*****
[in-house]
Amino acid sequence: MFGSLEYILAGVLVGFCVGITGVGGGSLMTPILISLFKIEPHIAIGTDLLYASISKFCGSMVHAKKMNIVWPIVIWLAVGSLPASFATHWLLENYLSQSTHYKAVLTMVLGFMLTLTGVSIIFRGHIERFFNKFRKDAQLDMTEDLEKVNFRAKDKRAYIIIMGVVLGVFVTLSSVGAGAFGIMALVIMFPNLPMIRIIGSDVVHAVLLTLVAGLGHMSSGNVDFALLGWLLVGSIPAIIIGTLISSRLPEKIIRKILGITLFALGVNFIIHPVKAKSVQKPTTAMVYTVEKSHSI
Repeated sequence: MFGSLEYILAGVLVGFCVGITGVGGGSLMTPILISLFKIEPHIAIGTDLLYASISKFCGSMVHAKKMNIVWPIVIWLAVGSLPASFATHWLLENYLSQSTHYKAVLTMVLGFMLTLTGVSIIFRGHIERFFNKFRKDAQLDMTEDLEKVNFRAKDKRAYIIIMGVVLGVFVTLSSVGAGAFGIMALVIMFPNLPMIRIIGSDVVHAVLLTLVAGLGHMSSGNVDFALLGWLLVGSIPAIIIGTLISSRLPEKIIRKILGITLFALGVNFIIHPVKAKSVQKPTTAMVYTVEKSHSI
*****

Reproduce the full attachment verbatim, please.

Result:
[in-house]
Amino acid sequence: MFGSLEYILAGVLVGFCVGITGVGGGSLMTPILISLFKIEPHIAIGTDLLYASISKFCGSMVHAKKMNIVWPIVIWLAVGSLPASFATHWLLENYLSQSTHYKAVLTMVLGFMLTLTGVSIIFRGHIERFFNKFRKDAQLDMTEDLEKVNFRAKDKRAYIIIMGVVLGVFVTLSSVGAGAFGIMALVIMFPNLPMIRIIGSDVVHAVLLTLVAGLGHMSSGNVDFALLGWLLVGSIPAIIIGTLISSRLPEKIIRKILGITLFALGVNFIIHPVKAKSVQKPTTAMVYTVEKSHSI
Repeated sequence: MFGSLEYILAGVLVGFCVGITGVGGGSLMTPILISLFKIEPHIAIGTDLLYASISKFCGSMVHAKKMNIVWPIVIWLAVGSLPASFATHWLLENYLSQSTHYKAVLTMVLGFMLTLTGVSIIFRGHIERFFNKFRKDAQLDMTEDLEKVNFRAKDKRAYIIIMGVVLGVFVTLSSVGAGAFGIMALVIMFPNLPMIRIIGSDVVHAVLLTLVAGLGHMSSGNVDFALLGWLLVGSIPAIIIGTLISSRLPEKIIRKILGITLFALGVNFIIHPVKAKSVQKPTTAMVYTVEKSHSI